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25 August, 2020
By Triare Team
Founder Manual to Launch a Startup

Earlier in our blog, we have discussed the TOP challenges a startup is likely to face. In this article, however, we want to provide you, the founder, with a bullet-proof manual to build a successful company. We have worked with almost a hundred projects, partnered with the Founder Institute, and advised some of its participants. Now, here is a blueprint for your startup to avoid the most common mistakes.

1. Do your research

One can respond to a need or create a new one. Importantly, the need you are addressing should be worth your time. Is it a popular and/or urgent problem? Is it going to grow in the future? Is it costly or frequent or legally bound? If you reply ‘yes’ to these areas of importance, you’ve hit a jackpot. 

After your initial research, validate the need with a deeper research. Use academic peer-reviewed journals and proven business articles to gather stats and theses that stress the importance of the problem and indicate no valid or cost-effective solution yet exists. If so, envision the ideal world in which your product solves the challenge. This is the ‘why’ we should ask ourselves. Follow up with a strategy to achieve this by thinking in retrospect – the ‘how.’ A business model canvas is a handy planning tool for this. It will also help you define your product, the ‘what.’ After all, it always boils down to a problem-solution fit that every successful startup founder should start with.

 2. Test and iterate quickly

When you have pinpointed a clear need and analyzed the market, form a great team. The evidence shows that teams with two or more co-founders are more likely to become successful. So seek for someone who is both excited about your startup and has a set of skills different from yours. A CEO with business analysis skills and a CTO form an effective duo. Fill in other roles only if they are essential to the business and founders are unable to combine them with other tasks. Amazon’s Jeff Bezos famously said that one should be able to feed his team with two pizzas!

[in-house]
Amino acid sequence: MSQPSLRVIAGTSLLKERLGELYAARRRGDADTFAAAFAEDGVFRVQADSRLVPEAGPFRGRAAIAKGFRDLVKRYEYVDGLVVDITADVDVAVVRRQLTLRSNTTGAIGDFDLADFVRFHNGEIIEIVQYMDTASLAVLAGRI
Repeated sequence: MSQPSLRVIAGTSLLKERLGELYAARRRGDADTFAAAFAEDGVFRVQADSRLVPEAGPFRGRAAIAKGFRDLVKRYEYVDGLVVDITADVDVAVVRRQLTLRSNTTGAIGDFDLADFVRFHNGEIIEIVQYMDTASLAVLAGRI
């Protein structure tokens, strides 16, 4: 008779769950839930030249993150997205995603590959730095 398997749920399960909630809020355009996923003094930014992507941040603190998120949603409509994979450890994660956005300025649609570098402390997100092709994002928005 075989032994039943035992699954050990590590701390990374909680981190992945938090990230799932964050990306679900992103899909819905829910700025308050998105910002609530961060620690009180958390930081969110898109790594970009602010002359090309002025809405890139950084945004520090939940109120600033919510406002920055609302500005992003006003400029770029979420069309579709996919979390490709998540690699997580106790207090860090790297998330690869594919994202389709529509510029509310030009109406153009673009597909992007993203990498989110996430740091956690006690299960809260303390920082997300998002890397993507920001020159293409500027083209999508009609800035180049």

Once you have gathered your team, start testing your solution with real customers. Even if your product is still on paper, there are ways to validate your idea: 

  • launch a simple landing page
  • start a discussion on forums
  • conduct customer interviews
  • or build an MVP

All of the above do not require lots of resources and can be done using bootstrapping. It’s one of the most underrated approaches to building and promoting your product using all the available resources out there, like open code. The final goal is to validate your problem-solution hypothesis. If it’s not correct, iterate more. By the end of this stage, you should have found your product-market fit. In case you struggle with it, request some help from our team.

3. Register your brand officially

As you are building the product MVP, prepare some design and patents. Begin with a name for your startup and proceed to logo and presentation templates. This will make you ready for a pitch before investors. Moreover, register your brand to make it legit and official. The standard practice is a domain and company registration. Incorporate your business entity in Delaware or other tax-friendly states or countries with a reputable court system.

Develop a brand for your startup. What starts with an idea you try to convey, leads to your target audience or brand persona, and other attributes of brand essence.